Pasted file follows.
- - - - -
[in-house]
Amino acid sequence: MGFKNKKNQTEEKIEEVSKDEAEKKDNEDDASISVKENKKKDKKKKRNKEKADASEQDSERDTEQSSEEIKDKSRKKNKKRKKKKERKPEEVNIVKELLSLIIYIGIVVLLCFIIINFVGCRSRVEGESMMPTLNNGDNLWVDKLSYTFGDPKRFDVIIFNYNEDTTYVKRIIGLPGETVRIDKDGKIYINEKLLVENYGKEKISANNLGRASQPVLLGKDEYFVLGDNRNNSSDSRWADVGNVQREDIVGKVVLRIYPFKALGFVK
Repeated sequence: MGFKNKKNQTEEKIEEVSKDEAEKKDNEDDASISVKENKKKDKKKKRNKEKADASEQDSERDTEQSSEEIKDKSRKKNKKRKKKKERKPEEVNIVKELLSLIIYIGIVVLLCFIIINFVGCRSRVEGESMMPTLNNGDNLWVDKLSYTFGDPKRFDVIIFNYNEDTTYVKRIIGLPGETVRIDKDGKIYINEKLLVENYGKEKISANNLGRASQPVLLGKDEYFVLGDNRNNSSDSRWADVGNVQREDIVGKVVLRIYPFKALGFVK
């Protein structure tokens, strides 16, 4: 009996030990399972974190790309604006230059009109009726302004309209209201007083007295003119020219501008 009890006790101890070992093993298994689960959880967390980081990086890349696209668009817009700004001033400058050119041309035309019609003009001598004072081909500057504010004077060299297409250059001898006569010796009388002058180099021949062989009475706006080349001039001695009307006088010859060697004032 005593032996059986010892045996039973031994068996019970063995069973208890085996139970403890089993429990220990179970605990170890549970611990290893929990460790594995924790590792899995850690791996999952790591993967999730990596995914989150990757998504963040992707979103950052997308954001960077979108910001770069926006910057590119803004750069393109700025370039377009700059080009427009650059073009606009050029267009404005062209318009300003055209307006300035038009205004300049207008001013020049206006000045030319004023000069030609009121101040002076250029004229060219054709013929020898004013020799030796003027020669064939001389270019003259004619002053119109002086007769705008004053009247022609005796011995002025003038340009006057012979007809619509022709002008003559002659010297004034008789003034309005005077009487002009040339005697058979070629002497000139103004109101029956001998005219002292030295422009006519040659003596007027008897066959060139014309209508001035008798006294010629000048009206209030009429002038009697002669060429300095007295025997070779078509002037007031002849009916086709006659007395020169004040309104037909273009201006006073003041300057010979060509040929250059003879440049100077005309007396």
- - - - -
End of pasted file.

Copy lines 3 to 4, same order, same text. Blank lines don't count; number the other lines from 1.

Repeated sequence: MGFKNKKNQTEEKIEEVSKDEAEKKDNEDDASISVKENKKKDKKKKRNKEKADASEQDSERDTEQSSEEIKDKSRKKNKKRKKKKERKPEEVNIVKELLSLIIYIGIVVLLCFIIINFVGCRSRVEGESMMPTLNNGDNLWVDKLSYTFGDPKRFDVIIFNYNEDTTYVKRIIGLPGETVRIDKDGKIYINEKLLVENYGKEKISANNLGRASQPVLLGKDEYFVLGDNRNNSSDSRWADVGNVQREDIVGKVVLRIYPFKALGFVK
């Protein structure tokens, strides 16, 4: 009996030990399972974190790309604006230059009109009726302004309209209201007083007295003119020219501008 009890006790101890070992093993298994689960959880967390980081990086890349696209668009817009700004001033400058050119041309035309019609003009001598004072081909500057504010004077060299297409250059001898006569010796009388002058180099021949062989009475706006080349001039001695009307006088010859060697004032 005593032996059986010892045996039973031994068996019970063995069973208890085996139970403890089993429990220990179970605990170890549970611990290893929990460790594995924790590792899995850690791996999952790591993967999730990596995914989150990757998504963040992707979103950052997308954001960077979108910001770069926006910057590119803004750069393109700025370039377009700059080009427009650059073009606009050029267009404005062209318009300003055209307006300035038009205004300049207008001013020049206006000045030319004023000069030609009121101040002076250029004229060219054709013929020898004013020799030796003027020669064939001389270019003259004619002053119109002086007769705008004053009247022609005796011995002025003038340009006057012979007809619509022709002008003559002659010297004034008789003034309005005077009487002009040339005697058979070629002497000139103004109101029956001998005219002292030295422009006519040659003596007027008897066959060139014309209508001035008798006294010629000048009206209030009429002038009697002669060429300095007295025997070779078509002037007031002849009916086709006659007395020169004040309104037909273009201006006073003041300057010979060509040929250059003879440049100077005309007396």